Something to note, however, is that whilst Gunborg is an incredibly satisfying game to play whilst you’re making progress, and some of that can be done by clever platforming and dodging certain enemies, it doesn’t take too long for things to ramp up and become rather challenging which can potentially halt the progress if you don’t quite match the skill required. For me, that simply adds to the experience but for many, there will be times that prove infuriating after you have died for the umpteenth time thanks to either a boss – which will happen a lot, thanks to the need to master movement and accuracy, or from things such as well-placed hazards such as lasers or spikes, etc, or simply multiple mistakes as you learn each area. You’ll know when you are getting close to this stage too as after the mechanics have been taught, the handholding is forgotten, and you will be thrown in to fend for yourself.

Of course, at this point, you have everything to progress through treacherous environments and deadly enemies, but it doesn’t take much for you to meet your demise and should you rush in, that will be something that you find happening more than you would ever expect from any modern platformer.

There is also an added bonus for players who regularly master the hardest titles out there as throughout the game, players can also actively collect infobots on their travels. These collectibles are usually found hidden amongst hazards and near-instant death for anyone looking to find them, but should you manage to do what it takes to grab them all, not only will you be smiling in the face of a brutally tough completion, but you’ll also unlock a mode that most won’t fathom mastering, a hardcore difficulty, as well as some bonus levels.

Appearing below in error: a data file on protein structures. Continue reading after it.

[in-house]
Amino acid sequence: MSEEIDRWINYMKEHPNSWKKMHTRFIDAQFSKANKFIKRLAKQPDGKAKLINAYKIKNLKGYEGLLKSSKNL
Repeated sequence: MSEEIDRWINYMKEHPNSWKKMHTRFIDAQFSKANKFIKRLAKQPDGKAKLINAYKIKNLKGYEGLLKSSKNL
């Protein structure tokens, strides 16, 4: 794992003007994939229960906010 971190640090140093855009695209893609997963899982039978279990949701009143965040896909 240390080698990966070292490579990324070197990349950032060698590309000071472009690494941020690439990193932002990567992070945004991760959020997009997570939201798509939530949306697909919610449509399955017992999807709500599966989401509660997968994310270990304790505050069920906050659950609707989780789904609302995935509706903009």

Away from the gameplay and we have to speak of the visuals and audio. Although I’ve already mentioned that the game takes on an 80‘s inspired vibe, it must be said that it looks absolutely incredible with it, in fact, both the audio and visuals are impressive here and go together seamlessly to bring a synth/neon/retro look and feel to things whilst the game still provides modern, smooth and fluid controls which keep things from feeling outdated. The music does a fantastic job of pushing you onwards with its pulsating rhythm, whilst even weapons look and sound the part as no one area has gone unpolished.

There is in fact very little I could argue is negative with Gunborg: Dark Matters besides perhaps the story possibly benefiting from a little more narrative, but even that had me reign myself in a little after finding out all of this comes from the creative genius of solo developer Rickard Paulsson, rather than an entire team of developers, and it has to be said that if you like a punishing yet fair platform shooting experience, then this is a splash of genius you must definitely play through rather than anything warranting any real criticism.


Overall, if you are after a moody, vibrant, and focussed action platformer that can hold your attention throughout, then Gunborg: Dark Matters is definitely one you should be playing, be it in 2022 or beyond. It may be incredibly challenging, it may in essence be basic platforming, but it also brings together well-crafted mechanics, smooth controls, and some fantastic gameplay to create a memorable and enjoyable title well worth your time and money.

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This game was reviewed based on Xbox One review code, using an Xbox Series S|X console. All of the opinions and insights here are subject to that version. Game provided by publisher.

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  • Visuals and audio are a masterclass
  • Challenging but fair
  • Gameplay is polished and enjoyable
  • Story could be a little more involved
Written by
After many years of dabbling and failing in Dark Souls and many other equally brutal gaming adventures, I can now be found in a state of relaxation, merely hunting for a little extra gamerscore or frightening myself with the latest Resident Evil - Sometimes I write about it too!